Because the lower wall of the member 104 extends in confronting relationship to the exhaust gas passage 43, any water tending to flow back through the exhaust passage 43 due to sudden deceleration or reverse operation will impact on this wall and be precluded from contacting the catalyst 49. Also, since the passageway 105 is rearwardly disposed, when the outboard motor is tilted up out of the water, any water which may be in the passageways will not contact the catalyst 49. Furthermore, the central location of the catalyst 49 in the expansion chamber 39 in the embodiment of FIGS. 1 and 2 and the expansion chamber 102 of this embodiment will also insure against such water contact when the outboard motor is tilted up.
FIGS. 5 and 6 show another embodiment of the invention which is generally similar to the embodiment of FIGS. 3 and 4 and, for that reason, components of this embodiment which are the same as the previously described embodiment have been identified by the same reference numeral. In this embodiment, the drive shaft housing 151 again defines a first expansion chamber 102 and a second expansion chamber 106 as previously described. In this embodiment, however, a small passageway 152 permits any water in the expansion chamber to be discharged directly from the expansion chamber 102 to the discharge opening 43. The hole 152, is, however, so small that water tending to back up in the exhaust passageway 49 cannot enter the expansion chamber 102 and will also permit draining of any water when the outboard motor is tilted up. As noted above, in all other regards this embodiment is the same as that previously described.
FIGS. 7 and 8 show another embodiment of the invention which is generally similar to the embodiment of FIGS. 5 and 6. In this embodiment, however, the drive shaft housing 201 contains a first expansion chamber 102 which is generally smaller than the first expansion chamber of the embodiment of FIGS. 3 and 4, while the second expansion chamber 106 is substantially larger. In all other regards, this embodiment is the same as that of FIGS. 3 and 4. For that reason, the same reference numerals have been used to identify the same components, even though they may have different configurations and volumes.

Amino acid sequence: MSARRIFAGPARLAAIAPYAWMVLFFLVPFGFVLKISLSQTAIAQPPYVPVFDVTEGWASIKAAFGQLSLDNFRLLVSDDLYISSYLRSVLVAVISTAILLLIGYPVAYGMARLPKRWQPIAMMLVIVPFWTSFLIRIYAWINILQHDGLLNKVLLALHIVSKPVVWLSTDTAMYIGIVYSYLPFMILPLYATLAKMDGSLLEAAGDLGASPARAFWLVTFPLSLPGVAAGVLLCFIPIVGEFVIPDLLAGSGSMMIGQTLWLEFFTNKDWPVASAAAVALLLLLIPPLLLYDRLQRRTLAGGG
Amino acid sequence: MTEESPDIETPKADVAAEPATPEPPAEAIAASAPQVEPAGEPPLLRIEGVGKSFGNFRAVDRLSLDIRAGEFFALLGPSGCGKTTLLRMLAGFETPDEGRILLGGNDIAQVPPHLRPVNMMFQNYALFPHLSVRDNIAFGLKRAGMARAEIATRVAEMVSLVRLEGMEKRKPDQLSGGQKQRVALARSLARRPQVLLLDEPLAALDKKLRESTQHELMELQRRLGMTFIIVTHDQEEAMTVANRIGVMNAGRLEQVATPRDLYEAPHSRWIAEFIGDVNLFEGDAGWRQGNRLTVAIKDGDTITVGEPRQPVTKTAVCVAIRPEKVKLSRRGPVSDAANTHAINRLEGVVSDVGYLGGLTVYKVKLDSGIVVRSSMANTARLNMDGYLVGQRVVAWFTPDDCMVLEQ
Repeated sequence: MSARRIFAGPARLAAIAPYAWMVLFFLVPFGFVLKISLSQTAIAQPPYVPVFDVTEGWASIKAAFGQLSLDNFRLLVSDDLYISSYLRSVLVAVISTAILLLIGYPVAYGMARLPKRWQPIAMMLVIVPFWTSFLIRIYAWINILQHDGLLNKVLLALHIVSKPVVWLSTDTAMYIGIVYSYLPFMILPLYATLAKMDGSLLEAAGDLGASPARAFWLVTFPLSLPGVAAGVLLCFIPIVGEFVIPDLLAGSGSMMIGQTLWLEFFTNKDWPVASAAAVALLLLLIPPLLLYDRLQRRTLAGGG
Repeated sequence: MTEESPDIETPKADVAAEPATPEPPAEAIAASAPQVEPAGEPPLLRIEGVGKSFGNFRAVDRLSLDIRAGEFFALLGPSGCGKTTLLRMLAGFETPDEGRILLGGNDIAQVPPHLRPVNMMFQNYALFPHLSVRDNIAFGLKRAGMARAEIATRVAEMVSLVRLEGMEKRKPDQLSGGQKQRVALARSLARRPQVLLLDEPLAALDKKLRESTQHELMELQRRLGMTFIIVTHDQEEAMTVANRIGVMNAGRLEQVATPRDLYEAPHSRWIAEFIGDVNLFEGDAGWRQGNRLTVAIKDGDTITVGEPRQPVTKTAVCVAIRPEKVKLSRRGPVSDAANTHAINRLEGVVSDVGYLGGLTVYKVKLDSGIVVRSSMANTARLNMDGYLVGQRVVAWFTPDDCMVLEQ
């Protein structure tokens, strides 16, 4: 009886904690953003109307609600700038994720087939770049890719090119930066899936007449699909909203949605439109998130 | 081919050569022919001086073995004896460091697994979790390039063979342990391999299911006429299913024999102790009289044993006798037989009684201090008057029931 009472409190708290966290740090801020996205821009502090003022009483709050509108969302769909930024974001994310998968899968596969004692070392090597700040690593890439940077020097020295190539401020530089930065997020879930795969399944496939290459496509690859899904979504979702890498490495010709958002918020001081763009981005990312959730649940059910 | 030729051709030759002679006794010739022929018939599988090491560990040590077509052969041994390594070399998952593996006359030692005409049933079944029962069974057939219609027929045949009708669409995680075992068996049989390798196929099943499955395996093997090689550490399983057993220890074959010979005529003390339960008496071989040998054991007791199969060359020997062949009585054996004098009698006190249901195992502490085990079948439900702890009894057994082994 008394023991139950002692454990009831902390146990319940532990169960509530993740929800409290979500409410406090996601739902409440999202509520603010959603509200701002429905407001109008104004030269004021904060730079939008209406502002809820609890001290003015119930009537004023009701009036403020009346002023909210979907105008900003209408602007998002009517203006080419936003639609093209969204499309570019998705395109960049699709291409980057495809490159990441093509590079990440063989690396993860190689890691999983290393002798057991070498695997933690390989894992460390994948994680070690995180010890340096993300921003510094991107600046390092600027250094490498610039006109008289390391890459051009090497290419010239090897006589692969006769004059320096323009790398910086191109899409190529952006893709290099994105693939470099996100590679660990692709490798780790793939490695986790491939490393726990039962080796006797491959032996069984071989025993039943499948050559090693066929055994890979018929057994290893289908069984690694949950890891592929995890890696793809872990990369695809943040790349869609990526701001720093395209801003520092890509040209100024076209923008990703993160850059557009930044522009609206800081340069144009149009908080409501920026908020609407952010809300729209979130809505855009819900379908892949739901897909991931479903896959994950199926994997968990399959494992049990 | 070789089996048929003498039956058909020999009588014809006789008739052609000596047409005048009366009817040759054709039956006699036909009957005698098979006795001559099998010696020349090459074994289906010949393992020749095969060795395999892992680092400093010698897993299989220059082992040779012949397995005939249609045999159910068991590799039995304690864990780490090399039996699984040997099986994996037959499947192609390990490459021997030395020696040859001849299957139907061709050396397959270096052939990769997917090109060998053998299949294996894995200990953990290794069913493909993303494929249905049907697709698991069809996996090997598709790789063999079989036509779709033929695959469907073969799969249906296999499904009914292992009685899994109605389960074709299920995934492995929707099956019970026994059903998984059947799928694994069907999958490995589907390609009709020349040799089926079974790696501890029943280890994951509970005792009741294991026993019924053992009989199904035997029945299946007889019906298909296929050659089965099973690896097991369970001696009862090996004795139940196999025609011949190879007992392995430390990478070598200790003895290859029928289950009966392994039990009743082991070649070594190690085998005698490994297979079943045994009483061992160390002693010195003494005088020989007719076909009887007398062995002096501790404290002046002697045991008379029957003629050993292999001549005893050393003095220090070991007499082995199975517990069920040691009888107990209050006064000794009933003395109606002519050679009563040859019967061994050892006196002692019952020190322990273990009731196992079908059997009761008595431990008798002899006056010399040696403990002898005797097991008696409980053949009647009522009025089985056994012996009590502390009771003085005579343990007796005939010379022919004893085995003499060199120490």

In this embodiment, there is further provided a small passageway 202 that interconnects the expansion chamber 102 with the expansion chamber 106, bypassing the passageway 105 and permitting water drainage without reverse flow.
It should be readily apparent from the foregoing description that a number of embodiments of the invention have been illustrated and described, each of which provides a very effective catalyst treatment for the exhaust gases of a water cooled outboard motor and which precludes degradation or damage to the catalyst through water contact. Although a number of embodiments of the invention have been illustrated and described, various changes and modifications may be made without departing from the spirit and scope of the invention, as defined by the appended claims.
|Cited Patent||Filing date||Publication date||Applicant||Title|
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|US4604069 *||Jul 24, 1984||Aug 5, 1986||Sanshin Kogyo Kabushiki Kaisha||Exhaust silencer structure for outboard engines|
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|JPS6397820A *||Title not available|
|Citing Patent||Filing date||Publication date||Applicant||Title|
|US5372530 *||Sep 28, 1993||Dec 13, 1994||Outboard Marine Corp||Outboard motor with separated exhaust gas pulsing and exhaust gas discharge|
|US5408827 *||Sep 28, 1993||Apr 25, 1995||Outboard Marine Corporation||Marine propulsion device with improved catalyst support arrangement|
|US5490382 *||Apr 17, 1995||Feb 13, 1996||Sanshin Kogyo Kabushiki Kaisha||Catalyzer support system for exhaust cleaning of outboard motor|
|US5503576 *||Dec 29, 1993||Apr 2, 1996||Outboard Marine Corporation||Vibration isolation means for outboard motor|
|US5575699 *||Jul 24, 1995||Nov 19, 1996||Sanshin Kogyo Kabushiki Kaisha||Outboard motor exhaust system|
|US5674099 *||Nov 22, 1995||Oct 7, 1997||Sanshin Kogyo Kabushiki Kaisha||Outboard drive exhaust system|
|US5916135 *||Dec 12, 1996||Jun 29, 1999||Honda Giken Kogyo Kabushiki Kaisha||Engine exhaust emission control system in outboard engine system|
|US6120335 *||Jan 20, 1999||Sep 19, 2000||Yamaha Hatsudoki Kabushiki Kaisha||Catalytic exhaust system for watercraft|
|US6511355||Aug 31, 2000||Jan 28, 2003||Bombardier Motor Corporation Of America||Catalyst exhaust system|
|EP0743432A1 *||May 17, 1996||Nov 20, 1996||Honda Giken Kogyo Kabushiki Kaisha||Outboard motor|
|EP0779206A1 *||Dec 12, 1996||Jun 18, 1997||Honda Giken Kogyo Kabushiki Kaisha||Engine exhaust emission control system in outboard engine system|
|EP1253075A1 *||Dec 12, 1996||Oct 30, 2002||Honda Giken Kogyo Kabushiki Kaisha||Engine exhaust emission control system in outboard engine system|
|U.S. Classification||440/89.00R, 440/89.00H|
|International Classification||F01N13/12, B63H20/26, F01N3/24, F02B67/00, F01P3/20, F01N3/02, B01D53/86, F02B61/04, F01N3/28|
|Cooperative Classification||F01N2590/021, F01P3/202, F01N3/28, F01N13/12, B63H20/245, F02B61/045|
|European Classification||F01N3/28, F01N13/12, B63H20/24B|
|Jul 30, 1990||AS||Assignment|
Owner name: SANSHIN KOGYO KABUSHIKI KAISHA, D/B/A SANSHIN INDU
Free format text: ASSIGNMENT OF ASSIGNORS INTEREST.;ASSIGNOR:SHIBATA, YASUHIKO;REEL/FRAME:005408/0528
Effective date: 19900627
|Sep 22, 1995||FPAY||Fee payment|
Year of fee payment: 4
|Sep 22, 1999||FPAY||Fee payment|
Year of fee payment: 8
|Sep 3, 2003||FPAY||Fee payment|
Year of fee payment: 12